And Like That, It Ends… Or Does It?

(Source: flickr.com via @Christian G.)

I had my group interview last week and soon after they were seeking references. That’s great, right? Clearly they want me. Then I reach out to those that I think would vouch for me – ex-managers and senior people of influence. I send out pensive emails, seeking their kind words of support, to tell a total stranger that I’m the person they need. Then, I start to doubt. In my last company, managers are two-faced. They give you one image but give another when you’re not around. Of course, they’re not all like that, but it’s just hard to tell who isn’t lying.

Given the circumstances of my departure (generally amicable on the surface), I am not certain who I can truly rely on. Can all the work be undone because of misplaced faith in someone’s supposed belief in you? That’s hard to tell. I’m still waiting for a formal offer and they always said that that would be pending referees.

Time ticks on.


On Rejection

(Source : flickr.com via @RickMandel

The thing I hate most about this job search is the rejection. More than the tedium of trawling through job ads, scraping through worn networks for a potential connection and the unnoticed customization of CV and cover letters, being told that you’re not wanted is the worst.

My first interview of 2015 happened last week. That was quickly followed by a presentation to the whole team yesterday. The pace of discussion was a fillip for my confidence. Yes, I’m wanted.

Then there was some feedback from the contact who instigated the opportunity. She said that I maybe talked too much and should have been more succinct. There were questions about my ability to deal with ambiguity (really?). Yes, it annoys me that the virtual singing and dancing that has to be done to impress people boils down to the proverbial sequins on your outfit but I guess they’re the people with the power. Maybe it’s just my interview technique.

Today, I’m waiting and stewing. It seems like the decision is on the edge and I’d be continuing this search a little longer. The worst part is that the more it draws on, the less you feel like you have any ability at all. Perhaps it’s time to look for a way to take the decision-making and power in my own hands? Not sure. I’m a little lost and really which way is up.



(Source: deathtothestockphoto.com)

(Source: deathtothestockphoto.com)

I’ve got a lot of time. Well, sort of. Being Mr Mom means getting kids ready for school or naps, preparing three meals a day (yeah, think about that), perpetually picking up toys from the floor, grocery shopping, and so on. I feel like I need to do a few of those things before I can really settle into this seemingly endless job search. Well, endless isn’t true – it just feels that way.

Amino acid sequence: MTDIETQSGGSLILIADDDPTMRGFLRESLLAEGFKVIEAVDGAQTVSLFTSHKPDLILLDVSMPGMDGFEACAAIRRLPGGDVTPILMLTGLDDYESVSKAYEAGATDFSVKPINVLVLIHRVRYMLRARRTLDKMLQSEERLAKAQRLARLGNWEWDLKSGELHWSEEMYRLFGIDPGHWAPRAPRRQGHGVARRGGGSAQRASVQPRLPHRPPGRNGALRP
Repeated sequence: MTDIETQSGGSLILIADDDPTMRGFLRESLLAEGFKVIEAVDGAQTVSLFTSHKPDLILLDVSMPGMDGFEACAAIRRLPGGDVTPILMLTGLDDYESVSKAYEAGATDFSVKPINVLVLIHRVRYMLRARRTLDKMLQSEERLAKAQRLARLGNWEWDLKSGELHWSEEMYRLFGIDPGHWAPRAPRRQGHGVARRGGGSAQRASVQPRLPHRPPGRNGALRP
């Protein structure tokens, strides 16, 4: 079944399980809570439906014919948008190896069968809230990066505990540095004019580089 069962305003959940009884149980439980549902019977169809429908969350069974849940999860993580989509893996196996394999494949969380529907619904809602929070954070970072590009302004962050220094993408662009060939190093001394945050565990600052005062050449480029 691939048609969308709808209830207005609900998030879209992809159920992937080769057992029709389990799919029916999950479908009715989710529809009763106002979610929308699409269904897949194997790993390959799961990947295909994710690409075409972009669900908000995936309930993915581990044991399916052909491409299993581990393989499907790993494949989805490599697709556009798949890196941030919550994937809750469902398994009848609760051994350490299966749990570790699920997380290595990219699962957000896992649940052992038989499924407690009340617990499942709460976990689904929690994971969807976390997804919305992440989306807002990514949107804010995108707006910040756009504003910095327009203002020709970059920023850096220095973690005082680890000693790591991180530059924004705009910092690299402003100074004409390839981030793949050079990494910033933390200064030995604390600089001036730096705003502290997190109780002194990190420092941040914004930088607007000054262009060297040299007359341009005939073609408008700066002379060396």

I need focus to apply for a job. I put in effort. I customize my materials as all the advice says. For a given job, there’s a little research on the company needed. That becomes a small (but enjoyable) rabbit hole.

For all this effort, I haven’t come close to a job offer. Final interviews, yes. Something that says I’d be employed, no. And so, after a heated discussion with my significant other, I need to do a bit of thinking. Again. The questions are about:

  • What is it that I’m good at?
  • Where can I apply this?
  • Can I be open to being in other industries?
  • Can I view my past experiences into something applicable for a different industry?
  • Can I join at a level lower than I am used to?

Essentially, it all boils to re-framing what’s possible. The last few months of effort hasn’t really worked, so an adjustment has to be made. Yes, I’m open to different things because I know that I can apply what I know to other circumstances. The tough part is being able to think in an uncomfortable new way. I like it to the awkwardness of a new class, a new environment, a new hobby. That bit has been harder than I expected.


When Did I Become Unemployable?

(Source: flickr.com via @smartblue)

I’ve been keeping an eye on the clock and it’s been ten months since I haven’t worked. That time has gone by quickly and my routine of child-rearing, housekeeping and limited personal development has repeated itself day after day. In the shower (where I do some of my best thinking) I just wonder where I skipped a beat career-wise. While I feel technically competent, there are some skills where I think I didn’t quite keep pace with the market. I can point to the somewhat backwards looking environment that I worked in but also my own inability to look outside of my current situation. That is, while working, I should have viewed the market and gauged my own capabilities against what was on the up. Interviews and job ads are looking for things I should have and really this one is on me.

Also, I think I neglected building more useful connections. In the hustle of job hunting, using existing connections to find new ones seems to be the way to find roles. This use of oily recruiters isn’t getting me anywhere. Again, on me.

That said, I do have energy (most of the time) and propelled by a little smidge of disgust about my own situation just keeps me going. I know there are organizations that aren’t as smart as they could be and surely I could be useful to them. While it’s a trap to fall into bemoaning my situation, pushing to find something new has to be the main focus.